After some European investment portfolios were impacted by the severity and subsequent damages caused by 2017 catastrophe events, owing to their insurance-linked securities (ILS) investments, funds are reportedly looking to diversify their allocations within the space.
The huge level of insured losses as a result of U.S. hurricanes, earthquakes in Mexico and wildfires in California, resulted in many ILS funds and investors experiencing losses for the very first time.
However, this didn’t scare investors off and alternative capital actually reloaded and expanded in time for the January renewals, underlining the sophistication and maturity of the marketplace’s investors, as well as its permanence in the insurance and reinsurance industry.
An article on the website of IPE International Publishers Limited explores the impact of 2017 events on European investment portfolios, in light of the fact that numerous pensions funds across Europe allocate to the space, and this is understood to be typically somewhere between 2% – 3% of their overall alternative investment allocation.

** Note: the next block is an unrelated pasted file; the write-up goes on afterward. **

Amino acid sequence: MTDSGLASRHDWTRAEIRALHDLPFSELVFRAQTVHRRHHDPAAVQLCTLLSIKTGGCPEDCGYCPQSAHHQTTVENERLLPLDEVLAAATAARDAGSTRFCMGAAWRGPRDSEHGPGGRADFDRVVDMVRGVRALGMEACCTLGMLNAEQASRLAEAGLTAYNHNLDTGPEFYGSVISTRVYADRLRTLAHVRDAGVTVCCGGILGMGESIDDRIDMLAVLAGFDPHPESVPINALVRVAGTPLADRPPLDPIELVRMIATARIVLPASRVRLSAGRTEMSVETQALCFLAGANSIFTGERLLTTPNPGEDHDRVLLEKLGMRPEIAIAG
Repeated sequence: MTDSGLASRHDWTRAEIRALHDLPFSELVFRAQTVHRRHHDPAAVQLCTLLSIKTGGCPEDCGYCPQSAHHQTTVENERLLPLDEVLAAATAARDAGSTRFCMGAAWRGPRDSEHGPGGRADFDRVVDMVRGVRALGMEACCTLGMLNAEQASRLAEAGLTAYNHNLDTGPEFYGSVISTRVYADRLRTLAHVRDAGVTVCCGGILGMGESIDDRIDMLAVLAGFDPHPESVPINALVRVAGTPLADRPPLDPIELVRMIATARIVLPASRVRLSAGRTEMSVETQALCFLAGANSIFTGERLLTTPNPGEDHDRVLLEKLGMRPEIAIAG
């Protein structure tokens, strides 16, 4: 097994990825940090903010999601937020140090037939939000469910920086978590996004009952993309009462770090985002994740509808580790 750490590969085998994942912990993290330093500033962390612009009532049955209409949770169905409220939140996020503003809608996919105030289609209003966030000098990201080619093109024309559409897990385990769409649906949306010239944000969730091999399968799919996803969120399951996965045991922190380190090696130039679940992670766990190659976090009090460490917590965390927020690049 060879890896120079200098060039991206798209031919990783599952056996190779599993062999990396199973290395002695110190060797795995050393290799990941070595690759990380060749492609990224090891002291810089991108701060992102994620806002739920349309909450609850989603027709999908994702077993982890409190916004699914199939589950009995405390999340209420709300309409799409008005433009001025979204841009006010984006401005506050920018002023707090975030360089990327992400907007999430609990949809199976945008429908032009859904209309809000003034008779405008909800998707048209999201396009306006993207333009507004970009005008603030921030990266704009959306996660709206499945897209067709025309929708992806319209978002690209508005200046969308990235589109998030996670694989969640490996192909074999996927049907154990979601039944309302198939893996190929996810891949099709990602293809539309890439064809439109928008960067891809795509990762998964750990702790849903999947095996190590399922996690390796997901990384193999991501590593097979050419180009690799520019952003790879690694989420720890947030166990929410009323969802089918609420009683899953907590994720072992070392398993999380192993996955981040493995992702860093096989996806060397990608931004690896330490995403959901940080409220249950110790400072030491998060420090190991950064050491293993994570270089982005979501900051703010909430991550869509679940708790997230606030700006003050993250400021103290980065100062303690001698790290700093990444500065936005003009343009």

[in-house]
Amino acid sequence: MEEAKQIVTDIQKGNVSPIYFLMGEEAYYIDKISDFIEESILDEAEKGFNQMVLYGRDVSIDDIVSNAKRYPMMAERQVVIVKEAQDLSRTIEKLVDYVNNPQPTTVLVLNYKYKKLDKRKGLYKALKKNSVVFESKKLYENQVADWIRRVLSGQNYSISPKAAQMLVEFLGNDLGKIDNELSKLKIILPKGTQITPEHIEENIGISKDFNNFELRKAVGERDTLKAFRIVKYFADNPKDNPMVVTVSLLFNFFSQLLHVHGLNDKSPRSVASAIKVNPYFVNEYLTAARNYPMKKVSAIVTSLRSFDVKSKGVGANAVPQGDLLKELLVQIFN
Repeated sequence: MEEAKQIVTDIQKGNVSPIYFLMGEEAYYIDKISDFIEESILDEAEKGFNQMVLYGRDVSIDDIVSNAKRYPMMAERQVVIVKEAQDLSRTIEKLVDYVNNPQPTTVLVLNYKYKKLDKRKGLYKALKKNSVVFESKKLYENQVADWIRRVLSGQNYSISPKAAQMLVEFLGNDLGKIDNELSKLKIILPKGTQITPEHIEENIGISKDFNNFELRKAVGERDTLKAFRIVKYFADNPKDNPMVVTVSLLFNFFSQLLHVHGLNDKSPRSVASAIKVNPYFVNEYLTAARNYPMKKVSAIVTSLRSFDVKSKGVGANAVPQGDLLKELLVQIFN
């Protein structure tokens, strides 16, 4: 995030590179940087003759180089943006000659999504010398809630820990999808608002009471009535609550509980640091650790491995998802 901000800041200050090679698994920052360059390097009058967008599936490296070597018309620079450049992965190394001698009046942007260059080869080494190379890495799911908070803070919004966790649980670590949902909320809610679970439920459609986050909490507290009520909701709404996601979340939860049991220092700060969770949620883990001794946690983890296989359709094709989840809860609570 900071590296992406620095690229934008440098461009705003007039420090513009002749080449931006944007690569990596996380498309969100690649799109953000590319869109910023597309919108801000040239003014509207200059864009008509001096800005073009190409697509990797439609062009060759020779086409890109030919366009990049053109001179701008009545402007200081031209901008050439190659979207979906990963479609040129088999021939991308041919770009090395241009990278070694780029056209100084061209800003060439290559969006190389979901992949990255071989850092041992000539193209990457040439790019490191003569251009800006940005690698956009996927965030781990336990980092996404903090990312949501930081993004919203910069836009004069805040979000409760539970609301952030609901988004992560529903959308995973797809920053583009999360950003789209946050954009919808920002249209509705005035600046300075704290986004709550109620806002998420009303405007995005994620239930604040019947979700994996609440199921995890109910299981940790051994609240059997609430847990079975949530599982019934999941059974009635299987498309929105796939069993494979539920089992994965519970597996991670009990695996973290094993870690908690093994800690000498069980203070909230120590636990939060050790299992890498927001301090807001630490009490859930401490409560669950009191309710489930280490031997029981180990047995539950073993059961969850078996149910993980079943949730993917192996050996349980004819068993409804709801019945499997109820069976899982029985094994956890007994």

According to the article, the Swiss railways pension fund noted that it suffered a significant loss from its ILS investments for the first time, amounting to more than 9% as a result of the costly natural catastrophe experience.
At the same time, the Dutch health care pension provider noted a 13.3% loss from its portfolio of ILS business, while the pension fund for the city of Winterhur (PKSW) reported a loss of 8% on its ILS portfolio last year, and these certainly aren’t the only funds to have experienced losses.
However, owing to the good understanding of the ILS space investors now have, and their desire to invest in a diversifying alternative asset class that importantly offers very low correlation to wider financial market turmoil, losses haven’t scared investors away but instead driven a desire among some to diversify within their ILS portfolio.
IPE spoke with the Chief Executive Officer (CEO) and Chief Investment Officer (CIO) of ILS specialist Twelve Capital, Urs Ramseier, who explained that in Switzerland most pension funds have looked at the space and that many that invest are now looking to diversify further.
“A number of pension funds that started by investing in the catastrophe bond space, that have built sufficient in-house expertise around the asset class, are now looking to diversify their allocations into the potentially higher returning, although less liquid, private ILS market,” Ramseier told IPE.
Ultimately, explained Ramseier, funds aren’t looking to abandon the catastrophe bond space, but are perhaps looking to allocate to both sides of the market, being the more traditional cat bond space and the private ILS side, both of which are expanding their remit.